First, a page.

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Radiative impact of mineral dust on monsoon precipitation variability over West Africa

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Author(s): C. Zhao | X. Liu | L. R. Leung | S. Hagos

Journal: Atmospheric Chemistry and Physics Discussions
ISSN 1680-7367

Volume: 10;
Issue: 11;
Start page: 27185;
Date: 2010;
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ABSTRACT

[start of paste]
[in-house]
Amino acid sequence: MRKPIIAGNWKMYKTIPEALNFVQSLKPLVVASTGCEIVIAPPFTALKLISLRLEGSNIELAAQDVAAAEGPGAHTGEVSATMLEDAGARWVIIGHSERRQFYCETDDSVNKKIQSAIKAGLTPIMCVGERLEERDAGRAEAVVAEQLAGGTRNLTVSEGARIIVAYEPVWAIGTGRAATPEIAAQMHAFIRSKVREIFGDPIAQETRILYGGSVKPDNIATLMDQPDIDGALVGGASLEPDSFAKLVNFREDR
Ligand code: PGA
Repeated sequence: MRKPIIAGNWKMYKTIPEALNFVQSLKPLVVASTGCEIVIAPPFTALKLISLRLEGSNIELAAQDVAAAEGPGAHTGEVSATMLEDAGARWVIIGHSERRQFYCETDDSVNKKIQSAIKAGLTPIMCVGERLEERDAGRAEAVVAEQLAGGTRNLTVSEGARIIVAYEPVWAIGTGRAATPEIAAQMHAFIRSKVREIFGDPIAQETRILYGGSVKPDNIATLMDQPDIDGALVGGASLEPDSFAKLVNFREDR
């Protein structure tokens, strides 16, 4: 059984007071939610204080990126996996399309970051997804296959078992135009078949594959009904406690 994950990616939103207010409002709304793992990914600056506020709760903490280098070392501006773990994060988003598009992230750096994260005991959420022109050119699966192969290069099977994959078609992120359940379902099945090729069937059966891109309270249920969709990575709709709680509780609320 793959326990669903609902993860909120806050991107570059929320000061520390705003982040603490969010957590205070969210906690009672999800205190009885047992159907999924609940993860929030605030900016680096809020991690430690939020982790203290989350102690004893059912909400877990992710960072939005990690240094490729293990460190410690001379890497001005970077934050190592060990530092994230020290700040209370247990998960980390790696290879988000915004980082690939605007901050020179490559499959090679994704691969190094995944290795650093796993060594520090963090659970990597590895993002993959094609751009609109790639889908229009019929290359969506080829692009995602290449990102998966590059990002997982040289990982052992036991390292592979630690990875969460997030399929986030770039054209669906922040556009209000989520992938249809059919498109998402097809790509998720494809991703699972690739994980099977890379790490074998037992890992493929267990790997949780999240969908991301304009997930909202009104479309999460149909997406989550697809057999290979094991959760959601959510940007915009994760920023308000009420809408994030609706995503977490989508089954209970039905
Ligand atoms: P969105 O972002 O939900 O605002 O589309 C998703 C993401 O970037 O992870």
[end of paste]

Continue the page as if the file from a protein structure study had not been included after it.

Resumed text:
The radiative forcing of dust and its impact on precipitation over the West Africa monsoon (WAM) region is simulated using a coupled meteorology and aerosol/chemistry model (WRF-Chem). During the monsoon season, dust is a dominant contributor to aerosol optical depth (AOD) over West Africa. In the control simulation, on 24-h domain average, dust has a cooling effect (−6.11 W/m2) at the surface, a warming effect (6.94 W/m2) in the atmosphere, and a relatively small TOA forcing (0.83 W/m2). Dust modifies the surface energy budget and atmospheric diabatic heating and hence causes lower atmospheric cooling in the daytime but warming in the nighttime. As a result, atmospheric stability is increased in the daytime and reduced in the nighttime, leading to a reduction of late afternoon precipitation by up to 0.14 mm/h (25%) and an increase of nocturnal and early morning precipitation by up to 0.04 mm/h (45%) over the WAM region. Dust-induced reduction of diurnal precipitation variation improves the simulated diurnal cycle of precipitation when compared to measurements. However, daily precipitation is only changed by a relatively small amount (−0.17 mm/day or −4%). The dust-induced change of WAM precipitation is not sensitive to interannual monsoon variability. On the other hand, sensitivity simulations show that, from weaker to stronger absorbing dust representing the uncertainty in dust solar absorptivity, dust longwave warming effect in the nighttime surpasses its shortwave cooling effect in the daytime at the surface, leading to a less stable atmosphere associated with more convective precipitation in the nighttime. As a result, the dust-induced change of daily WAM precipitation varies from a significant reduction of −0.52 mm/day (−12%, weaker absorbing dust) to a small increase of 0.03 mm/day (1%, stronger absorbing dust). This variation originates from the competition between dust impact on daytime and nighttime precipitation, which depends on dust shortwave absorption. Dust reduces the diurnal variation of precipitation regardless of its absorptivity, but more reduction is associated with stronger absorbing dust.
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